Changes in New Jersey VBM(VBM) election law resulted in an unprecedented number of VBM ballots being cast. Middlesex County received over 39,000, the most in the state.
Based upon my personal observations on election day November 6, 2018, of the VBM reviewing process, I sent an email on November 20, 2018,
to the Middlesex County Board of Election questioning the process and its’ fairness. Having received no reply, I subsequently sent an Open Public Records Act (OPRA) request. The information provided in the OPRA response I recently received and the lack of response from the Board of Elections regarding the process of reviewing and counting VBM ballots raised many concerns.
The questions and concerns in the letter to the Board of Elections which were never answered:
- · Why were County employees (predominately Democrats) told to report at 6:00am while “seasonal” employees (Republicans) were told to report at 7:00am? Why were seasonal employees sent home hours before the County employees? The concern is that all steps in the processing was not observed by a member of both parties.
- · The workers were told to darken light circles or if an X was marked, to change the X and fill in the circle. Since the workers were told they could alter the ballot, why were they not given writing implements that could be distinguished from voters marks? The concern is the ballot could potentially be filled in, with a mark that was not the intention of the voter.
- · There were people reviewing ballots from their own town. I requested the names of the people, the table number they were at and which towns were assigned to those tables.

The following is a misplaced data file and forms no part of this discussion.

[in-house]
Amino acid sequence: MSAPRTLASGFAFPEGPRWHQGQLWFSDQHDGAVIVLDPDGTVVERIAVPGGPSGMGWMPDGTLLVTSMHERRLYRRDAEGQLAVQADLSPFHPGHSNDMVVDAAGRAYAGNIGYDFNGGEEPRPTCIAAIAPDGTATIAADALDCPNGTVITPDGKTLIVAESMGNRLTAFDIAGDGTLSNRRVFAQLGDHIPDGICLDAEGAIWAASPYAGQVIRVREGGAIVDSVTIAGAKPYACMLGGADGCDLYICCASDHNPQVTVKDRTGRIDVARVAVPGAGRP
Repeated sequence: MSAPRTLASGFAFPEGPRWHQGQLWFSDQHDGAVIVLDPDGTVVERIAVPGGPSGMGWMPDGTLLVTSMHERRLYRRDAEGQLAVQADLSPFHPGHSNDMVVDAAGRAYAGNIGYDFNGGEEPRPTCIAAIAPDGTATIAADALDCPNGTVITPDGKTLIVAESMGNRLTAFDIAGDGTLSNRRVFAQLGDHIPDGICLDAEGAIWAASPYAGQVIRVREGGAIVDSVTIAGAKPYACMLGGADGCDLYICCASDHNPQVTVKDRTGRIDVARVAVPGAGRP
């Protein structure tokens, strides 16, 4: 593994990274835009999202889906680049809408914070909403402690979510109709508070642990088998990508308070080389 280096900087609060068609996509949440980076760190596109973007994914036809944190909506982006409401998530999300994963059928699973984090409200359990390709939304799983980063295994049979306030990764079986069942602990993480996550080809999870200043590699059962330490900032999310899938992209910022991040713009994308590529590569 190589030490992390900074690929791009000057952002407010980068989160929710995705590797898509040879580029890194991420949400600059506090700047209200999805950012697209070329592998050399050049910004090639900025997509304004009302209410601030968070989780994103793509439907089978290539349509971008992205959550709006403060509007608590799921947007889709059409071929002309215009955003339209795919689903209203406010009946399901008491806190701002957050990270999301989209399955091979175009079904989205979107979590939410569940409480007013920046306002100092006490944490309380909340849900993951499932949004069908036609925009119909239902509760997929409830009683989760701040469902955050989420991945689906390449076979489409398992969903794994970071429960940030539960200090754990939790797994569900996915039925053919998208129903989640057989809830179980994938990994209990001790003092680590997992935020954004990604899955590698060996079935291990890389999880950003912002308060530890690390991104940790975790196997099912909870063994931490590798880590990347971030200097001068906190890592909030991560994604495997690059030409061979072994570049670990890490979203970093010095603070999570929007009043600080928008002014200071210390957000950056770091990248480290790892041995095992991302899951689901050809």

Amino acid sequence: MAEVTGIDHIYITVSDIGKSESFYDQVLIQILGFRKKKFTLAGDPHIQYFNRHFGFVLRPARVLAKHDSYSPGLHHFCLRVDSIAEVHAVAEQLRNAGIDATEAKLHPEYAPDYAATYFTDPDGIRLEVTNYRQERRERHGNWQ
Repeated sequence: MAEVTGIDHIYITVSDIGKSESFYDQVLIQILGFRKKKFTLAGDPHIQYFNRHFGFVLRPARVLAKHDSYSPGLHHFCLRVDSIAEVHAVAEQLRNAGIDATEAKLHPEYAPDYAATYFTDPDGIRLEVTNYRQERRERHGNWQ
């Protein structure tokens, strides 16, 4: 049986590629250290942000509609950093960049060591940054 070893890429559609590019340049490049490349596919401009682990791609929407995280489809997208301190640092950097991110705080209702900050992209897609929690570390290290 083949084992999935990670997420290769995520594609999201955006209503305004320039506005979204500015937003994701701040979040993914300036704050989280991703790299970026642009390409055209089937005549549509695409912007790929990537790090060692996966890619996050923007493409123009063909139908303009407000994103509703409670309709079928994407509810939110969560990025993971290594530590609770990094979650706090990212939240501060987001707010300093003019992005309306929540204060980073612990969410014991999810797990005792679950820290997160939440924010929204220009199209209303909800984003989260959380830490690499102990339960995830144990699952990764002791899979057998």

- · A candidate in the election was also counting ballots. Why was that allowed?
When there was no response from the Board of Election, through the OPRA I requested from Middlesex County : Payroll Records including hours worked, pay scale and political party affiliation of all people who counted the vote by mails ballots on election day November 6, 2018.
The OPRA response showed:
- · Inequity of selection of who reviewed and processed the ballot validity. There were 104 people hired to conduct a review of the validity of the ballots, prior to machine counting. Of the 104 people, 73 were Middlesex County employees who were not Board of Election employees and 31 were categorized as "seasonal," because they were hired just for election day.
- · Disparity in pay. The 73 Middlesex County employees were paid time and a half for working the holiday, earning $27.00 - $88.00 per hour, while the "seasonal" employees were paid $15.00 per hour, doing the same work. Middlesex County employees cost a total of $35,139.00 while the seasonal cost $3,990.00. To add insult to injury the County employees get to choose an additional day off during the year for working the holiday.
- · Disparity in hours worked. The Middlesex County employees worked almost three times more hours than the seasonal employees.
- · Disparity in political party affiliation, pay and hours worked. There were 47 Democrats, 38 Republicans and 19 Unaffiliated personnel listed. Upon review of voter registration records, a number of those listed as Republicans and Unaffiliated are actually Democrats or not registered.
Who made the decision to hire so many Middlesex County workers at such a high cost to the taxpayer? How was the selection of which County employees worked on the VBM counting made?
The answers to the OPRA request, along with the lack of response from the Board Of Election confirm that the process for reviewing the VBM ballots in Middlesex County was flawed on many levels, leaving many opportunities for voter fraud.
I call on the NJ State Legislatures to come up with standard guidelines that assures the integrity of the VBM laws they recently passed.
Middlesex County Republican Committee